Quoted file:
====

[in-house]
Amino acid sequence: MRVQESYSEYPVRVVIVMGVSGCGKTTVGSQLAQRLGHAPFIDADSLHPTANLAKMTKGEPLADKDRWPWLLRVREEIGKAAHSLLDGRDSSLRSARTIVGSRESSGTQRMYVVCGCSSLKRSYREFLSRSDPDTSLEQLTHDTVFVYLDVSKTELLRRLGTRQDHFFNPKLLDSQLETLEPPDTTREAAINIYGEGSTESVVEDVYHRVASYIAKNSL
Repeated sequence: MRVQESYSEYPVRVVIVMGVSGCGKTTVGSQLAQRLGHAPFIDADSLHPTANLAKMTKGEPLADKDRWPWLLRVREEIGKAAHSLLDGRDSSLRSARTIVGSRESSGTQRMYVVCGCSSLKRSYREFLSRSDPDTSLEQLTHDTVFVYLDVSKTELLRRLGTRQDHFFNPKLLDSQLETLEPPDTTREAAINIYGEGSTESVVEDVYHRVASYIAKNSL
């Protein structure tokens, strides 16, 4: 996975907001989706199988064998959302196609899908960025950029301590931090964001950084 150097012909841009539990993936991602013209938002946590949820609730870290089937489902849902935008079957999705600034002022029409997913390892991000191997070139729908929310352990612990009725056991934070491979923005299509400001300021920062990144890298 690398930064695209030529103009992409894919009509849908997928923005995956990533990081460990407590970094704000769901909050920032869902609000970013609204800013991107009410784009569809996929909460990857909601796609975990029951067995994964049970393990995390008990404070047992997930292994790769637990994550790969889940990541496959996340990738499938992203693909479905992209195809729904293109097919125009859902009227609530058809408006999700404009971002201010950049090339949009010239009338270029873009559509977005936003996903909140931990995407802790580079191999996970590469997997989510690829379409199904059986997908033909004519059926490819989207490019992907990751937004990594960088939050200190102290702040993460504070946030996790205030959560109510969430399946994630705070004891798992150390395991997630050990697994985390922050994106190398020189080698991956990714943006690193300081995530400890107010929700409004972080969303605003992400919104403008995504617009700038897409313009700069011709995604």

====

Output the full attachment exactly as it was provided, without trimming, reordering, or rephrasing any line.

[in-house]
Amino acid sequence: MRVQESYSEYPVRVVIVMGVSGCGKTTVGSQLAQRLGHAPFIDADSLHPTANLAKMTKGEPLADKDRWPWLLRVREEIGKAAHSLLDGRDSSLRSARTIVGSRESSGTQRMYVVCGCSSLKRSYREFLSRSDPDTSLEQLTHDTVFVYLDVSKTELLRRLGTRQDHFFNPKLLDSQLETLEPPDTTREAAINIYGEGSTESVVEDVYHRVASYIAKNSL
Repeated sequence: MRVQESYSEYPVRVVIVMGVSGCGKTTVGSQLAQRLGHAPFIDADSLHPTANLAKMTKGEPLADKDRWPWLLRVREEIGKAAHSLLDGRDSSLRSARTIVGSRESSGTQRMYVVCGCSSLKRSYREFLSRSDPDTSLEQLTHDTVFVYLDVSKTELLRRLGTRQDHFFNPKLLDSQLETLEPPDTTREAAINIYGEGSTESVVEDVYHRVASYIAKNSL
């Protein structure tokens, strides 16, 4: 996975907001989706199988064998959302196609899908960025950029301590931090964001950084 150097012909841009539990993936991602013209938002946590949820609730870290089937489902849902935008079957999705600034002022029409997913390892991000191997070139729908929310352990612990009725056991934070491979923005299509400001300021920062990144890298 690398930064695209030529103009992409894919009509849908997928923005995956990533990081460990407590970094704000769901909050920032869902609000970013609204800013991107009410784009569809996929909460990857909601796609975990029951067995994964049970393990995390008990404070047992997930292994790769637990994550790969889940990541496959996340990738499938992203693909479905992209195809729904293109097919125009859902009227609530058809408006999700404009971002201010950049090339949009010239009338270029873009559509977005936003996903909140931990995407802790580079191999996970590469997997989510690829379409199904059986997908033909004519059926490819989207490019992907990751937004990594960088939050200190102290702040993460504070946030996790205030959560109510969430399946994630705070004891798992150390395991997630050990697994985390922050994106190398020189080698991956990714943006690193300081995530400890107010929700409004972080969303605003992400919104403008995504617009700038897409313009700069011709995604």